New Book by “Ground Zero” Imam: Moderation in the Face of Extremism

When Imam Feisal Abdul Rauf tried to establish a community center with a mosque in it in lower Manhattan, he was attacked as a “militant Islamist” for trying to build a “ground zero mosque.” The Cordoba House project was intended to help heal the wounds of 9/11, promote interfaith understanding, and work against violent extremism, but extremists of another kind used it to fan the flames of Islamophobia instead.

Now that the propaganda war against him has died down, Abdul Rauf has published his calling card to the United States in a new book, Moving the Mountain: Beyond Ground Zero to a New Vision of Islam in America. He sets out his stall as an American Muslim, an imam who has been working on interfaith dialogue in the US for more than a quarter of a century, with a particular focus on fighting extremism and healing US-Muslim relations since 9/11.

Of course, those who knew him before the Cordoba House controversy were already well aware of this. At the height of this crisis in 2010, New York’s Mayor Michael Bloomberg—a man not known for sentimentality—apparently choked up during a speech when citing Abdul Rauf’s deeply moving words on the fundamental commonalities between the Jewish, Christian, and Islamic faiths. And the book is full of thoughtful reflections on the core messages of the Abrahamic religions that should serve to unify rather than divide.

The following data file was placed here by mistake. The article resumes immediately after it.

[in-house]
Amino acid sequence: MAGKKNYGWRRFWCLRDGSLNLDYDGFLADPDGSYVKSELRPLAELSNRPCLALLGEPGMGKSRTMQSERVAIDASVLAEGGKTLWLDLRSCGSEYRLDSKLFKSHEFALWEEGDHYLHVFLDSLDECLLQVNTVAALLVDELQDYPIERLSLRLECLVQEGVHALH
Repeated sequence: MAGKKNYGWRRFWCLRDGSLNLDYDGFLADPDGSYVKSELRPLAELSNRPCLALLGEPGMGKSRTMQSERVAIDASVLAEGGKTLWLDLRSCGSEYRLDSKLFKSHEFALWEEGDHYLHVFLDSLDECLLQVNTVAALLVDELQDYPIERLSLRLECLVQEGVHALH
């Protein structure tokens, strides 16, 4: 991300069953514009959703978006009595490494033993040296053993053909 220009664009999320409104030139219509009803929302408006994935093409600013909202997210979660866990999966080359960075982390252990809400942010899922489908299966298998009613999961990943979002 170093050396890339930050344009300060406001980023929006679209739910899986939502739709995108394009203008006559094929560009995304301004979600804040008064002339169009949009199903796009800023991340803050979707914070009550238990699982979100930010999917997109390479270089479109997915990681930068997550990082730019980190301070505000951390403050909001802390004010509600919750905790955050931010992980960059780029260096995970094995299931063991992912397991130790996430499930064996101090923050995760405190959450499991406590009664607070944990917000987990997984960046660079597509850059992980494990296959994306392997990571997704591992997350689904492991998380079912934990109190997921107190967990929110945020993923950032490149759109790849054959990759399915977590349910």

Contrary to the concept of a clash of civilizations, Abdul Rauf’s coherent and compelling message is that the real battle lies between religious extremists and moderates on all sides. Moderation—a powerful word in Arabic that is more constructive than conciliatory—is Abdul Rauf’s motto, representing a way of being that encapsulates the principles of nonviolence. As a result, he is helping to build a “global movement of the moderates” across all faith traditions. The prime minister of Malaysia launched the idea at the UN General Assembly in October 2010.

Despite his thought-provoking account of his life, work, and vision in Moving the Mountain, Abdul Rauf mostly remains reticent about Cordoba House. It’s not clear whether the vitriol against him, which at one point amounted to a credible threat on his life, has simply taken too deep a toll, or whether he’s waiting to strengthen his position and build up more support before attempting to move the initiative forward again. Given the power of the propaganda machine that worked against him before, he may indeed need to move some mountains first.

Watch a video of Imam Feisal Abdul Rauf speaking at IPI on May 21, 2012.

Marie O’Reilly is the Publications Officer at the International Peace Institute.